New Bill Aims to Boost Diversity and Black Broadcast Station Ownership
A freshly introduced bill could make more African Americans TV and radio stations owners in the U.S.
G.K. Butterfield, D-North Carolina and a member of the Congressional Black Caucus, is sponsoring the Expanding Broadcast Ownership Opportunities Act of 2017. The bill would bolster ownership prospects for people of color and women in the broadcasting space, by intensifying data and reporting rules at the Federal Communications Commission (FCC). The legislation calls for rekindling a tax certificate program, providing existing broadcast owners a tax incentive if they sell stations to minority owners.
Butterfield’s office claims 287 certificates for radio stations and 40 certificates for TV stations were granted by the FCC over 17 years when a minority tax certificate program existed, between 1978 and 1995. Congress eliminated the program in 1995, but Butterfield is urging lawmakers to revive it.
Furthermore, Butterfield’s bill requests that the FCC develop a pilot incubator program that would include providing existing licensees to assist new minority or women owners of broadcasting stations.
Butterfield added the bill, which empowers the FCC to assist historically disadvantaged groups, is an important step forward, encouraging new entrants into the broadcast industry.
The stakes are high, with the nation’s TV and radio stations amassing nearly $70 billion in combined annual revenue last year. Yet, minorities and women have very low ownership of the stations.
Of the more than 1,700 commercial broadcast TV stations in the United States, the bill claims data from 2014 shows that less than 6% were owned by women, and less than 3% were owned by minorities. Additionally, when it comes to FM broadcast radio stations, women owned about 7% of those outlets, and minorities owned less than 3%. The bill asserts that minority and women ownership is five to 10 times higher in other industries than in the broadcasting industry.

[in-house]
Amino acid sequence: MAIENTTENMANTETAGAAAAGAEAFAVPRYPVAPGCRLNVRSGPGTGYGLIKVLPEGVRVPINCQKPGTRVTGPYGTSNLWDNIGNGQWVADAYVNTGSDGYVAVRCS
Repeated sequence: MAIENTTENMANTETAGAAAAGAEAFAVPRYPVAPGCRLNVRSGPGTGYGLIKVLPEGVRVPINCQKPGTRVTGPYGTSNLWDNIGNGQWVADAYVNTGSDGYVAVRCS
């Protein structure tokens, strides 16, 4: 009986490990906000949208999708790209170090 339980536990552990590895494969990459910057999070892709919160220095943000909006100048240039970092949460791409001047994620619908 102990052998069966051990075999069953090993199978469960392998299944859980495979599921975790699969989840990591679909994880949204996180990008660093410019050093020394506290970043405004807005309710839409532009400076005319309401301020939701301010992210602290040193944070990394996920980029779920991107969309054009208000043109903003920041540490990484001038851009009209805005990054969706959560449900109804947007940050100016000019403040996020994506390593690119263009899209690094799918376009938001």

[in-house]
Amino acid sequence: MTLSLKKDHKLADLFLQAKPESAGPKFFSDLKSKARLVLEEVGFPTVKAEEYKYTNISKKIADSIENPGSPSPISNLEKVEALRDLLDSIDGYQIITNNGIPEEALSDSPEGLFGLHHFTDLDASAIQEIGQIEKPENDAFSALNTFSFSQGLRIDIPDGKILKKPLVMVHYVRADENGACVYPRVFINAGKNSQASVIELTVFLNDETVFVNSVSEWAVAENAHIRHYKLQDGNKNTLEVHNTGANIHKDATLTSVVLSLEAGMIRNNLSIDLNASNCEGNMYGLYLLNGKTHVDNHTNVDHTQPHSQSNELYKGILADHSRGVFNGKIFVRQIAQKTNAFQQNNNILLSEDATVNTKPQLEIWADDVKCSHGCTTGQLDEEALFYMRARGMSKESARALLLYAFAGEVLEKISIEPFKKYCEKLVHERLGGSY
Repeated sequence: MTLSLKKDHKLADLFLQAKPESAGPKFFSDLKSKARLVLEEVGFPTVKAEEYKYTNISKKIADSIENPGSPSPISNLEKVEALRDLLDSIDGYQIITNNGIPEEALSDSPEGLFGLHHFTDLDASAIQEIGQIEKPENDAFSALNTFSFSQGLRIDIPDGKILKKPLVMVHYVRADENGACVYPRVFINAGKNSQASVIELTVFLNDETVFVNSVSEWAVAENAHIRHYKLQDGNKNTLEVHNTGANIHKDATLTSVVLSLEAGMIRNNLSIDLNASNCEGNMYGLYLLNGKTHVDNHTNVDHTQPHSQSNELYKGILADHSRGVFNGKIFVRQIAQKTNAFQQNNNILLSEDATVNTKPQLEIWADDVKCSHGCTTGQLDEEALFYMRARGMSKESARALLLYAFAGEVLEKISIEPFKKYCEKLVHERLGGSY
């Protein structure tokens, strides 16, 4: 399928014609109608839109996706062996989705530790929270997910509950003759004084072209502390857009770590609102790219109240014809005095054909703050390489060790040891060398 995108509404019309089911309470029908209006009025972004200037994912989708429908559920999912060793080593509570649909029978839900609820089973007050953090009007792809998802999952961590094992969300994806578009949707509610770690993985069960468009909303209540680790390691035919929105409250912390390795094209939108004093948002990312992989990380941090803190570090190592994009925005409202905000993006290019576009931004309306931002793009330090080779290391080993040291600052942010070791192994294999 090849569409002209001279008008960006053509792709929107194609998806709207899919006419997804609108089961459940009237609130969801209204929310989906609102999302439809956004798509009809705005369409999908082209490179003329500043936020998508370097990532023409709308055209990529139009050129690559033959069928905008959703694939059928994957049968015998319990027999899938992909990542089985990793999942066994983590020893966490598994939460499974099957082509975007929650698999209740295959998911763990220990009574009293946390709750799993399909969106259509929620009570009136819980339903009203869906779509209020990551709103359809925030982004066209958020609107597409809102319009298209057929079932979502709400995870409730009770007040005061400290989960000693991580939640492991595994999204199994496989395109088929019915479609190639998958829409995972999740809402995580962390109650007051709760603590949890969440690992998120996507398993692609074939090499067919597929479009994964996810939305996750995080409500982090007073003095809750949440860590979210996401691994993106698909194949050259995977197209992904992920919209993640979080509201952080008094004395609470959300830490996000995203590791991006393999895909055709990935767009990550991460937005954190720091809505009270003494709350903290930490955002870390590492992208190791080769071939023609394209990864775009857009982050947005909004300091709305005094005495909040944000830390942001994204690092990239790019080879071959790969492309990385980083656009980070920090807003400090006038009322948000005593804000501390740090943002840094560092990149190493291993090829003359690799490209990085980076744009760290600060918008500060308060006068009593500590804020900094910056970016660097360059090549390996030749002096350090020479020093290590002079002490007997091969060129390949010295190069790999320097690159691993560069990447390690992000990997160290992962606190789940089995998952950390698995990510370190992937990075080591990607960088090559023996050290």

But, Butterfield’s bill could face obstacles for approval, given the White House, the U.S. House of Representatives, and the Senate are all controlled by Republicans. Earlier this month, Butterfield introduced the bill to the House Energy and Commerce Committee, which he is a senior member of. If that committee votes for the bill, the legislation would then move to the House floor.
Butterfield looks forward to working with his colleagues in Congress to see his legislation through to its passage.
“President Trump has said, on numerous occasions, that he wants to focus on tax reform,” Butterfield says. “This bill offers a great opportunity for the Trump administration to provide tax incentives to businesses, while also taking an important step toward having diverse voices in the broadcasting industry.”
FCC Commissioner Mignon Clyburn and the National Association of Black Broadcasters, Inc. indicated they intend to work with Butterfield and industry groups to help the bill become law.
“Reinstating a tax certificate program and establishing a pilot incubator program are two of the proposals our office outlined in the recently released Solutions2020 Call to Action Plan,” Clyburn states. Transforming the dismal reality of the present ownership landscape into a future that offers abundant opportunities for women and minorities will not be an easy task.”
NABOB also supports Butterfield’s minority tax certificate legislation. The Washington, D.C. based group noted that today minority ownership of broadcast stations is falling. It states African Americans now own approximately 180 commercial radio stations and nine commercial television stations. The group contends that the only proven policy that might help to reverse that slide is the tax certificate.
“The tax certificate policy helped significantly increase minority broadcast station ownership from 1978 to 1995,” states James Winston, president of NABOB. “We are very grateful to Congressman Butterfield for taking the first step toward its restoration.”